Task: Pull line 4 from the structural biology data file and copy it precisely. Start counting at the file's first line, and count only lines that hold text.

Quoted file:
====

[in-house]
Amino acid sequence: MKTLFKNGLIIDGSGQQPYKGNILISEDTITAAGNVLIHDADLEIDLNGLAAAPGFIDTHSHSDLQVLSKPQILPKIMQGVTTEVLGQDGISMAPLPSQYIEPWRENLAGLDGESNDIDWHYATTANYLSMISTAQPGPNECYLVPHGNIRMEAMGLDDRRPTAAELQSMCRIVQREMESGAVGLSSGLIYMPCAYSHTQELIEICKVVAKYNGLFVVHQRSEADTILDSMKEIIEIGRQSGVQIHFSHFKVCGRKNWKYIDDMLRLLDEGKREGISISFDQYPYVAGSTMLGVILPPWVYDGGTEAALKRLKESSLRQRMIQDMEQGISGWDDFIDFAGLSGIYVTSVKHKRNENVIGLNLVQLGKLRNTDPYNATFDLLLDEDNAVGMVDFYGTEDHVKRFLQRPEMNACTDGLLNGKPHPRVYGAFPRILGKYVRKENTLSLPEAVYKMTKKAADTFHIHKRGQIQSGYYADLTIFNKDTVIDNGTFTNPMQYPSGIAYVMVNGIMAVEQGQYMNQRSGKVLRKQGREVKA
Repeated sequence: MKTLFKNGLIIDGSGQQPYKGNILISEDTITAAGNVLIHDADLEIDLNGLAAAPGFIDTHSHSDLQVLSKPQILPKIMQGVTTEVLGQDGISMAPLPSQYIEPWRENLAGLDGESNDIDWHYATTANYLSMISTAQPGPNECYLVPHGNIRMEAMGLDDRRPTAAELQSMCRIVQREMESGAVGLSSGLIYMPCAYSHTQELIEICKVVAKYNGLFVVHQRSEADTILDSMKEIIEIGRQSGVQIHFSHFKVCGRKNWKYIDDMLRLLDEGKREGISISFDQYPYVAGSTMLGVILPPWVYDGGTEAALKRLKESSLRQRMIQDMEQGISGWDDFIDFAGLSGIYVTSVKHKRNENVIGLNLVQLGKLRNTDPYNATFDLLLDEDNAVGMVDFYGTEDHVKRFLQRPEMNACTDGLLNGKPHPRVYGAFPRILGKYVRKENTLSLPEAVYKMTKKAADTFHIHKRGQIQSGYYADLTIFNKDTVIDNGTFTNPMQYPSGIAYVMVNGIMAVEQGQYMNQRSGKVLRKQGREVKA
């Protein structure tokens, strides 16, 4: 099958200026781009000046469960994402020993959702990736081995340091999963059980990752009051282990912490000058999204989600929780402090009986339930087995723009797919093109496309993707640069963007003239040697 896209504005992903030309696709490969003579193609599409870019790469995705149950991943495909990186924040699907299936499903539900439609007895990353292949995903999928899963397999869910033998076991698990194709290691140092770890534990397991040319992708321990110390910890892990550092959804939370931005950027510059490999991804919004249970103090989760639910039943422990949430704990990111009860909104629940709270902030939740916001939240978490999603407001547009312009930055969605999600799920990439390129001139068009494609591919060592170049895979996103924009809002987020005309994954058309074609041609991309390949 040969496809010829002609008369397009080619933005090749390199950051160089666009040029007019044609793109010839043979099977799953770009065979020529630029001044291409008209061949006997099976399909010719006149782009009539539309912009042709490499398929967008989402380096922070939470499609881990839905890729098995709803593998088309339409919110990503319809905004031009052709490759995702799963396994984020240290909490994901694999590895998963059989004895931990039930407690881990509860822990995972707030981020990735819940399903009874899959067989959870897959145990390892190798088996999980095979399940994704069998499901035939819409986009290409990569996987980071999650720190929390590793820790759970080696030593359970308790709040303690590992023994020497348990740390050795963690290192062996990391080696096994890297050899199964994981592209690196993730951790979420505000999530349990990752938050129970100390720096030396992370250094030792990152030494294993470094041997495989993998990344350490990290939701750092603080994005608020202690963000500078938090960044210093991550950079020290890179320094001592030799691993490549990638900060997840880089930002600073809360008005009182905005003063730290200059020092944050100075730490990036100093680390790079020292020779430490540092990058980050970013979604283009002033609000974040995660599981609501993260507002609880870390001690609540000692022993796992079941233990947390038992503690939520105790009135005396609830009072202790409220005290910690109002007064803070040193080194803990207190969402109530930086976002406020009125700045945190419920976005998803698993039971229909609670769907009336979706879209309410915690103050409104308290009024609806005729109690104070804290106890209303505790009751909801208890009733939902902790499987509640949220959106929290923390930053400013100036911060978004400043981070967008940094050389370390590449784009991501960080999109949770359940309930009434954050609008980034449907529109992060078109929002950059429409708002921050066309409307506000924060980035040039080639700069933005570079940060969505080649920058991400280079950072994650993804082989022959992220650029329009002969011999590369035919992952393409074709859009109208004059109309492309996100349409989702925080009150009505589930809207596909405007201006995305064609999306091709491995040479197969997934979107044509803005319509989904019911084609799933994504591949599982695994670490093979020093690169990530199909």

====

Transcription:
């Protein structure tokens, strides 16, 4: 099958200026781009000046469960994402020993959702990736081995340091999963059980990752009051282990912490000058999204989600929780402090009986339930087995723009797919093109496309993707640069963007003239040697 896209504005992903030309696709490969003579193609599409870019790469995705149950991943495909990186924040699907299936499903539900439609007895990353292949995903999928899963397999869910033998076991698990194709290691140092770890534990397991040319992708321990110390910890892990550092959804939370931005950027510059490999991804919004249970103090989760639910039943422990949430704990990111009860909104629940709270902030939740916001939240978490999603407001547009312009930055969605999600799920990439390129001139068009494609591919060592170049895979996103924009809002987020005309994954058309074609041609991309390949 040969496809010829002609008369397009080619933005090749390199950051160089666009040029007019044609793109010839043979099977799953770009065979020529630029001044291409008209061949006997099976399909010719006149782009009539539309912009042709490499398929967008989402380096922070939470499609881990839905890729098995709803593998088309339409919110990503319809905004031009052709490759995702799963396994984020240290909490994901694999590895998963059989004895931990039930407690881990509860822990995972707030981020990735819940399903009874899959067989959870897959145990390892190798088996999980095979399940994704069998499901035939819409986009290409990569996987980071999650720190929390590793820790759970080696030593359970308790709040303690590992023994020497348990740390050795963690290192062996990391080696096994890297050899199964994981592209690196993730951790979420505000999530349990990752938050129970100390720096030396992370250094030792990152030494294993470094041997495989993998990344350490990290939701750092603080994005608020202690963000500078938090960044210093991550950079020290890179320094001592030799691993490549990638900060997840880089930002600073809360008005009182905005003063730290200059020092944050100075730490990036100093680390790079020292020779430490540092990058980050970013979604283009002033609000974040995660599981609501993260507002609880870390001690609540000692022993796992079941233990947390038992503690939520105790009135005396609830009072202790409220005290910690109002007064803070040193080194803990207190969402109530930086976002406020009125700045945190419920976005998803698993039971229909609670769907009336979706879209309410915690103050409104308290009024609806005729109690104070804290106890209303505790009751909801208890009733939902902790499987509640949220959106929290923390930053400013100036911060978004400043981070967008940094050389370390590449784009991501960080999109949770359940309930009434954050609008980034449907529109992060078109929002950059429409708002921050066309409307506000924060980035040039080639700069933005570079940060969505080649920058991400280079950072994650993804082989022959992220650029329009002969011999590369035919992952393409074709859009109208004059109309492309996100349409989702925080009150009505589930809207596909405007201006995305064609999306091709491995040479197969997934979107044509803005319509989904019911084609799933994504591949599982695994670490093979020093690169990530199909």